The Sugar Quill
Author: Ashley  Story: The Serpent and the Sorceress - Book 1: Shadows Rising  Chapter: Chapter 2
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- Chapter 2 -

- Chapter 2 -

Arienne Jacobs found herself standing in a large room, dimly lit so that only the wall closest to her could be seen; everything else was covered with shadows.

The chamber itself was made of stone, cold and gray, and was empty except for a small pillar near the center. A thin shaft of light illuminated the pillar, but the source was indistinguishable, lost somewhere in the shadows of the cavernous ceiling. She felt a cold gust of wind ruffle the hem of her cloak, but saw no openings from which it could come. It was then that she realized that she'd been there before. Several times.

Her skin prickled slightly at the thought, but she quickly dismissed it when movement on the pillar drew her attention. Walking cautiously closer over the smooth marble floor, Arienne's eyes began to adjust to the darkness, and she saw a slender form curled atop the column. Drawing closer still, she saw that the pillar was made of white marble, and seemed to emit its own soft glow. That was not what caused her breath to catch in her throat, however.

Coiled on top of the pillar was a snake, a small one at that, but with ruby eyes that peered at her, unblinking, from its resting place. She hesitated, not wanting to go closer, but found herself drawn towards it against her will. Once she was within arms reach of the snake, it began to move, and slowly lifted its head so that its eyes were level with her own. Then it spoke to her with a low voice in a language slurred with sporadic hisses.

"Brave girl. Coming all the way here by yoursssself, again."

"Where am I?" Her voice was level and she didn't blink as the snake drew itself taller.

"Maybe ssstupid girl, for not being afraid."

Arienne stared at it defiantly. "Why should I be afraid?" She was aware that it hadnít answered her first question, but was somehow not surprised.

"Everyone'sss afraid today. Death Eaterssss are everywhere. The sssstench of fear is all over, wizardssss and Mugglessss alike. Except for you. You do not ssssmell afraid." Its expression contorted with suspicion. "Why?"

In the silence that followed she searched her mind for any reason there might be for fear. Something dimly called to her, but it was too out of reach to recall it. "I have no reason to be afraid," she said, trying to sound braver than she felt at that moment. The snake flicked its tongue in and out, but its eyes remained focused on her, as if examining her, watching carefully for any change in reaction.

"Everyone ssshould be afraid. He'sss coming. Thisss isss only the beginning. What you ssssee around you will only worsssen assss time passesss. There are differencesss between bravery and foolishnessss. Do not confuse them, or you will sssuffer."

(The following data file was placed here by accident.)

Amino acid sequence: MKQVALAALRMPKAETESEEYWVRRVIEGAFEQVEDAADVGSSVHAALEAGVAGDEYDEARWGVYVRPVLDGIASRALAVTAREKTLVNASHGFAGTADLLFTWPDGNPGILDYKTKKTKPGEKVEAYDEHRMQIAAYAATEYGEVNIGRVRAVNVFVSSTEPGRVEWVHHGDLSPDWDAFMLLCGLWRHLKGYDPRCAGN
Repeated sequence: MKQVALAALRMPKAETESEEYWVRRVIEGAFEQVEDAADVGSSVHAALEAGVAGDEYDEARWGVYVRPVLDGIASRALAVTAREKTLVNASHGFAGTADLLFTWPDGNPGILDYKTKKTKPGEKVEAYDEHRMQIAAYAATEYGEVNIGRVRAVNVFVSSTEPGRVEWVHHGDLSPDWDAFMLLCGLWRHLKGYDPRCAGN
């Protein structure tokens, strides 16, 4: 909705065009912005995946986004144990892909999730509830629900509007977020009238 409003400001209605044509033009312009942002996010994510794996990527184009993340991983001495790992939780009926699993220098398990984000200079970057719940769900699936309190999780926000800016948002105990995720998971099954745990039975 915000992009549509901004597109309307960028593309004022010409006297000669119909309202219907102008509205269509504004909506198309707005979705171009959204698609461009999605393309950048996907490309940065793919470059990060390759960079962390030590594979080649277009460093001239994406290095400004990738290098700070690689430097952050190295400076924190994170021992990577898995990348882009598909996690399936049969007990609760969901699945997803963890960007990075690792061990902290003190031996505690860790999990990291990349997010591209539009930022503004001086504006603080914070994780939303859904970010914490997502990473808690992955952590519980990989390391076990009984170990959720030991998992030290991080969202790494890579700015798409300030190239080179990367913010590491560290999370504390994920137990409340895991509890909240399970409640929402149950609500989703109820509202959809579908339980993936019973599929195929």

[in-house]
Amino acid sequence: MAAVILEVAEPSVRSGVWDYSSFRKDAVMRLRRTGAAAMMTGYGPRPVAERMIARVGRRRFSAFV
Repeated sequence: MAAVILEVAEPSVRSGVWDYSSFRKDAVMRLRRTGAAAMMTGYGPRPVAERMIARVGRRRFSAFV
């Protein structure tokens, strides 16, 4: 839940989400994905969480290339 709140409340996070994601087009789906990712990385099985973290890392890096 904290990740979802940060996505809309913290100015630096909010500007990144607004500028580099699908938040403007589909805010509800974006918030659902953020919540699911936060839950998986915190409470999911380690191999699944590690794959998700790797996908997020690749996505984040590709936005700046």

"Why are you telling me this? Who are you?" Arienne was closer to the pillar now, involuntarily gripping its ledge with white knuckles.

"You are different from the otherssss," the snake said, as if she hadn't spoken. "Yessss, I see it now. Yet you try to hide it. Why? Why do humansss alwaysss try to deny what they are? Why do they deny the giftsss they have been given?"

Despite the fact that it appeared so calm, its voice seemed tainted with anger. Arienne tried to back away, but the snake's hypnotic gaze held her stationary. She colored slightly, then said, "I don't know what you're talking about. I'm not hiding anything."

"You sssee thingsss, don't you? Thingsss other people can't. But -" it paused. If it had been a human at that point, she would have sworn it would be smiling. "Yesss, there it iss. Fear. You are afraid of it. You will not admit it, but it'sss there, and you are afraid."

"You're wrong."

A raspy sound from the snake's throat caught her off guard. It sounded vaguely of sandpaper scratching against stone, but it was presumably the snake's equivalent of laughter - and it was laughing at her.

"Am I, girl? Or are you just desssperate to keep your secretsss hidden? I have not seen one like you for a long time. I doubted you even exisssted anymore. Those who lived and weren't killed by the Dark Lord ssserved Him, but they were disposed of once the Aurorsss came - not without a fight of courssse...and lotsss of blood. I thought then that you were all were dead, but perhapsss I was wrong. That missstake hasss been made before."

The snake drew itself up more rigidly as another thought came to it. "Have you come from Him? With messagesss? I can kill you faster than your pitiful human reflexesss can pull you back. I don't smell hisss taint, but you may have hidden it. I will have no part in hisss war, not that of the passst or that which comesss. Ssspeak girl, or I'll have no choice."